Those of us who came from western Christian traditions knew the Sunday after Pentecost as the Sunday of the Holy Trinity. But in the Orthodox Church, we mark the day of Pentecost itself as the day of the Holy Trinity—and there is wisdom in this choice. For on this day, at last the Spirit is most clearly revealed as he comes to the Church in fiery tongues. Here is how St. Gregory the Theologian puts it:
“The Old Testament proclaimed the Father openly, and the Son more obscurely.  The New manifested the Son, and suggested the Deity of the Spirit.  Now the Spirit Himself dwells among us, and supplies us with a clearer demonstration of Himself.“
But why this ordering of revelation? St. Gregory continues, “For it was not safe, when the Godhead of the Father was not yet acknowledged, plainly to proclaim the Son; nor when that of the Son was not yet received to burden us further (if I may use so bold an expression) with the Holy Ghost; lest perhaps people might, like men loaded with food beyond their strength, and presenting eyes as yet too weak to bear it to the sun’s light, risk the loss even of that which was within the reach of their powers; but that by gradual additions, and, as David says, Goings up, and advances and progress from glory to glory, the Light of the Trinity might shine upon the more illuminated.”  Thus far Gregory.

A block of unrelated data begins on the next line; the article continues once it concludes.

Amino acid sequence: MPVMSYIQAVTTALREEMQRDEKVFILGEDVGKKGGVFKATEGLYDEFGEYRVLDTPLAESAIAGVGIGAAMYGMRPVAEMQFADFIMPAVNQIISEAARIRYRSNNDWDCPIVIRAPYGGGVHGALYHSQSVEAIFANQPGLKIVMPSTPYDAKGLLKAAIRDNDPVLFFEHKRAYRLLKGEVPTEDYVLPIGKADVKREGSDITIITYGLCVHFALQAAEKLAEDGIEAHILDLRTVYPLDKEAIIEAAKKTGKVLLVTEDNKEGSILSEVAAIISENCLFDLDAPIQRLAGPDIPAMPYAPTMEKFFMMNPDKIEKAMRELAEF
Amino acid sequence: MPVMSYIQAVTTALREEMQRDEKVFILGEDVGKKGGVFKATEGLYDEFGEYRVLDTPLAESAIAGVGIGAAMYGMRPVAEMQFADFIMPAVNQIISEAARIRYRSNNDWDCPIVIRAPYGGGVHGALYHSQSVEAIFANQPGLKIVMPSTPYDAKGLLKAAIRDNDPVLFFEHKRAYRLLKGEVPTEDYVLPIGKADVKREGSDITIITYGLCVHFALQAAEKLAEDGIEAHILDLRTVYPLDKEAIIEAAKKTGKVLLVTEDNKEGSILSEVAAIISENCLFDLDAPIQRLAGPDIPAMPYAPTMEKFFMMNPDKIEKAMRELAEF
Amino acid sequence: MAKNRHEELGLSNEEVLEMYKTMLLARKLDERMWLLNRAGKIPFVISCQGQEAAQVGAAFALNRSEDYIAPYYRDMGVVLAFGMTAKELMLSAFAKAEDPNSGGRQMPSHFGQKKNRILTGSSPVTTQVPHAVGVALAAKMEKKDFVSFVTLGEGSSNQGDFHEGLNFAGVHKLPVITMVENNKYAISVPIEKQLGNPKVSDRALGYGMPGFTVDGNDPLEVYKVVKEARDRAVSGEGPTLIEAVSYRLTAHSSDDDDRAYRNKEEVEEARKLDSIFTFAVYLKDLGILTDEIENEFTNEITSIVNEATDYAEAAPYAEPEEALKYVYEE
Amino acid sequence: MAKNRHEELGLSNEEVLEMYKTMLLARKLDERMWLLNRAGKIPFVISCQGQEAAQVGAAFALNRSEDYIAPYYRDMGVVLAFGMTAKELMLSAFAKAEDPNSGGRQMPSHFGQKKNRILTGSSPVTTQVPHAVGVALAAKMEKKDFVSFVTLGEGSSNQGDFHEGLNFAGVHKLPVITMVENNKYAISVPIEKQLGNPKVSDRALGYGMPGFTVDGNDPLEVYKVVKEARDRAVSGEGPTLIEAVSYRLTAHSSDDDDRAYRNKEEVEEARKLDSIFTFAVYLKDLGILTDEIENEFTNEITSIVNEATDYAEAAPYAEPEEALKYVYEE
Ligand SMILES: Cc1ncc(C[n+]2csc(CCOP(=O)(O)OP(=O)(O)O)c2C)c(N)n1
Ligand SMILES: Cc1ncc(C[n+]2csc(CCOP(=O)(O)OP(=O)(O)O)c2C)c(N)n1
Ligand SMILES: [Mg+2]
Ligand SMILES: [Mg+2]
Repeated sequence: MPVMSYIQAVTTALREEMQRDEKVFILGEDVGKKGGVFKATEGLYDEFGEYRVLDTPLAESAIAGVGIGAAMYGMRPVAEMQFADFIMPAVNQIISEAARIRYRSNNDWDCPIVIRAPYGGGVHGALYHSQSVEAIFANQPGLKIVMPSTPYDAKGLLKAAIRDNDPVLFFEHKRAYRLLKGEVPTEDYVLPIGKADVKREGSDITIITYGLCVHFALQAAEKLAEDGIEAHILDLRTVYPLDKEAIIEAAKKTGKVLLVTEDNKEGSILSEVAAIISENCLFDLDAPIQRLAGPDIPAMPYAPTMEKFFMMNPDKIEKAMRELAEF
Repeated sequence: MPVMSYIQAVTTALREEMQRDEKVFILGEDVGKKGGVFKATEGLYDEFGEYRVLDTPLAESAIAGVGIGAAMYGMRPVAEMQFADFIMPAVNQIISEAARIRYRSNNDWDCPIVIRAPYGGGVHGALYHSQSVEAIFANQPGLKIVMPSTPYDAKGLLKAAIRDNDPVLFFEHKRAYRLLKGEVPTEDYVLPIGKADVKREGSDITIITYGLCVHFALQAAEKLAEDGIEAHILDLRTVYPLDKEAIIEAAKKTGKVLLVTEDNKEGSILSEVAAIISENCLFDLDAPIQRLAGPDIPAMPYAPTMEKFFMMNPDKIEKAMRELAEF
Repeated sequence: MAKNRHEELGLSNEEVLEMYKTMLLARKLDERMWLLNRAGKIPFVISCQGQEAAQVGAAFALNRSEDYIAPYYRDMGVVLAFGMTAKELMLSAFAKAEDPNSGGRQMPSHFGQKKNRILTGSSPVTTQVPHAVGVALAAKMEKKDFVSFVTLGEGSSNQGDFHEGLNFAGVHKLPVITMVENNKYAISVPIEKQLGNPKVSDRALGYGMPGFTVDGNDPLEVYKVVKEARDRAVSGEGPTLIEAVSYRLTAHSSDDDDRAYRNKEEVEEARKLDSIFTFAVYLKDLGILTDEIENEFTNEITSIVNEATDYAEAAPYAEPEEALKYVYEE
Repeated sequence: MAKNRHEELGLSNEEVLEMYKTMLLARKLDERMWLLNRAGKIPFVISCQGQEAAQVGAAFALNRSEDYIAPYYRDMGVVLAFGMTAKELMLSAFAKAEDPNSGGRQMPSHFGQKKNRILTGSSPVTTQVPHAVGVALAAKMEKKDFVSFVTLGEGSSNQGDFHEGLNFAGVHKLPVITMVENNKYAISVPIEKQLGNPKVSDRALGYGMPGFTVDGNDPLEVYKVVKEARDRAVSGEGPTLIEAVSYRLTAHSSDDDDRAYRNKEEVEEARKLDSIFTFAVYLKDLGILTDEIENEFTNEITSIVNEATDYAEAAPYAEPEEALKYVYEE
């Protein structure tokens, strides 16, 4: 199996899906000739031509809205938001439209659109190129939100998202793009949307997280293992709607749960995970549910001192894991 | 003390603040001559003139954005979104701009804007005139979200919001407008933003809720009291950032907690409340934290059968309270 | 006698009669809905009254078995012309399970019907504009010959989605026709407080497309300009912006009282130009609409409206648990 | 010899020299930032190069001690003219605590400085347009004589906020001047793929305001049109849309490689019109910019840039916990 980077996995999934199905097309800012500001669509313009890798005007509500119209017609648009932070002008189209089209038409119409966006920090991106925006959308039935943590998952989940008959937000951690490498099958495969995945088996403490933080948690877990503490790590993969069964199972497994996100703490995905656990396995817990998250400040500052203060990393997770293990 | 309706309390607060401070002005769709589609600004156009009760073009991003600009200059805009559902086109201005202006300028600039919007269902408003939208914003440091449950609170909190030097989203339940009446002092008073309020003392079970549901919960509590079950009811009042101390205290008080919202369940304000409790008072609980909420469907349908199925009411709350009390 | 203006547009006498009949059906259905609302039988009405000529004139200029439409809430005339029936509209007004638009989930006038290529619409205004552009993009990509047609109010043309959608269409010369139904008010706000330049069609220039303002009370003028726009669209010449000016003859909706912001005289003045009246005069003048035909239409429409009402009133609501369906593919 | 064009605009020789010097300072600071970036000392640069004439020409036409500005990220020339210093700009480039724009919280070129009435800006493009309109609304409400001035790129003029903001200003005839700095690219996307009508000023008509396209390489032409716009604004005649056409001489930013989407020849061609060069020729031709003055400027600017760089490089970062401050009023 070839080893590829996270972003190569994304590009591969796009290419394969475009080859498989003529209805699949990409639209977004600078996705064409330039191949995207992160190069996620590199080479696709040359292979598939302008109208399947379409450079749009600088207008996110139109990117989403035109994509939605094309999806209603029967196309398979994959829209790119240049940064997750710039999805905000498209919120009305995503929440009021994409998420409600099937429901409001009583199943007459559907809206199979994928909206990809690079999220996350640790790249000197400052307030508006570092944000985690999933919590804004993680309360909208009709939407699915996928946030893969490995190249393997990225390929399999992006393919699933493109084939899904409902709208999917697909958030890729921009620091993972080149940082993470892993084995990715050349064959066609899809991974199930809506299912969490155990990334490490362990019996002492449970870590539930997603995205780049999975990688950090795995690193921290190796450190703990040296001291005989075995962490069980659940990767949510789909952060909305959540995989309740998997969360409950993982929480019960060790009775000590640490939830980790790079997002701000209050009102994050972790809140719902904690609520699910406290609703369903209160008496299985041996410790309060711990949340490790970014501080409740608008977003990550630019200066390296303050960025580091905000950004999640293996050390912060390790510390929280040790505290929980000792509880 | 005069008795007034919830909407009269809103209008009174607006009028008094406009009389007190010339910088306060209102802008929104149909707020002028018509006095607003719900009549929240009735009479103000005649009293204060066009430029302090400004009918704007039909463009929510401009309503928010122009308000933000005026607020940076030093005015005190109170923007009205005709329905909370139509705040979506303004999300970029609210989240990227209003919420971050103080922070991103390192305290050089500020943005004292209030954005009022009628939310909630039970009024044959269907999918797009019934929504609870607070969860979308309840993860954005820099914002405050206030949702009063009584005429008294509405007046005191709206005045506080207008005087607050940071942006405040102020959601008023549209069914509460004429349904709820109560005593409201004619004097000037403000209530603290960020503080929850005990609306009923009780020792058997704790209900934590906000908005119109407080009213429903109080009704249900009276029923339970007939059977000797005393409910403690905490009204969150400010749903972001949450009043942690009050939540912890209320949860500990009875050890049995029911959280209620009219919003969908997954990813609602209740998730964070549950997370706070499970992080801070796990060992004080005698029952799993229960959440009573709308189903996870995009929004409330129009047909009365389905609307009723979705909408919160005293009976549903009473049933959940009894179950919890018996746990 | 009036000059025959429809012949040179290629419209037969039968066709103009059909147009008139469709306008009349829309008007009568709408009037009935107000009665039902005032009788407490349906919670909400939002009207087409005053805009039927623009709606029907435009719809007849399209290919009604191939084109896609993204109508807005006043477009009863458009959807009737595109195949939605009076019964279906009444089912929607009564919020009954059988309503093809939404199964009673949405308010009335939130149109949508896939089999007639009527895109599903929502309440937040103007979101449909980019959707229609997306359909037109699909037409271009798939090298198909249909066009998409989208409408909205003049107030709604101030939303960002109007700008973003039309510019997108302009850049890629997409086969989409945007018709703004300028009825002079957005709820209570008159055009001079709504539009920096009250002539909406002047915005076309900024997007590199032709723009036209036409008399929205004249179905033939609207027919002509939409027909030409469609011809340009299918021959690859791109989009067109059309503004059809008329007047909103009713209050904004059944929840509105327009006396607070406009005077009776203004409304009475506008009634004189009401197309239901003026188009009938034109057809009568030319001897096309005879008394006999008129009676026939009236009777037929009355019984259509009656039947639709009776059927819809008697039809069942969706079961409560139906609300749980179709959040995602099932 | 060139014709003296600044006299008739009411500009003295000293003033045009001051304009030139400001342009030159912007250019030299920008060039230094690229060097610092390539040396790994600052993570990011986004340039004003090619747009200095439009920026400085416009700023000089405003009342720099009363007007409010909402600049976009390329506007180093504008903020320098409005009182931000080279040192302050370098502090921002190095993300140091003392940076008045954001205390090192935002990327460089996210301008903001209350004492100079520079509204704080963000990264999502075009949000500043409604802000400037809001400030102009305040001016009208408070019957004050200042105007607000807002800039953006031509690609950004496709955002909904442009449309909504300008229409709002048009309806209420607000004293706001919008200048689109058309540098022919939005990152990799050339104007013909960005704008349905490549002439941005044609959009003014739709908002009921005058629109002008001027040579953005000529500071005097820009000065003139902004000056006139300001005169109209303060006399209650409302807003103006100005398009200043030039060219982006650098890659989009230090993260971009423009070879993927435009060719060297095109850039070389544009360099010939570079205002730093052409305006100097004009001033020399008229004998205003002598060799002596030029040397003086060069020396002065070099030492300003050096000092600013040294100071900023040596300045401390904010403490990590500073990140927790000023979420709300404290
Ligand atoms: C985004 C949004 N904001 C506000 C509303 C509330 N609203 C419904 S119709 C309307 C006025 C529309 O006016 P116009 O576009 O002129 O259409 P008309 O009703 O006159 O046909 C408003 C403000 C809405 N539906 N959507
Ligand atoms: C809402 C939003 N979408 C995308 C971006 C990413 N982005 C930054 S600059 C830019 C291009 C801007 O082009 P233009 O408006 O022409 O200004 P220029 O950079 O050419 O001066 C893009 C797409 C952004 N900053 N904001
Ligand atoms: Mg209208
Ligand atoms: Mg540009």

So the order in which God shows himself is Father, Son and Spirit. But the order by which we come to know him, reverses the order. We come in the Spirit, through the Son, to the Father. The Spirit makes us to know the Son, for “no one can say that Jesus is Lord except by the Holy Spirit,” as St. Paul says, and Christ himself says, “when the Comforter comes, he will bear witness about me.”
By the grace of the Holy Spirit, we come to know the Son. In the 19th century, some liberal theologians wrote lives of Jesus. Finally, Albert Schweitzer wrote a history of those books. He remarks that the Jesus each of them portrayed looked a lot more like an idealized portrait of the theologian. And it happens again today, as people take Christ out of context to make him support their own agendas. At the end, we begin to wonder who Jesus is.
The Holy Spirit makes it clear. He brings us to know Jesus as the Son of the Father, Light from Light, true God from true God, one in essence but distinct in Person. He also makes us to know his own relation to the Son, for at the Baptism of Jesus he comes from the Father and rests on the Son. And so we believe, and so we confess, that the Spirit proceeds, not from the Father and the Son, but from the Father alone, and rests on the Son.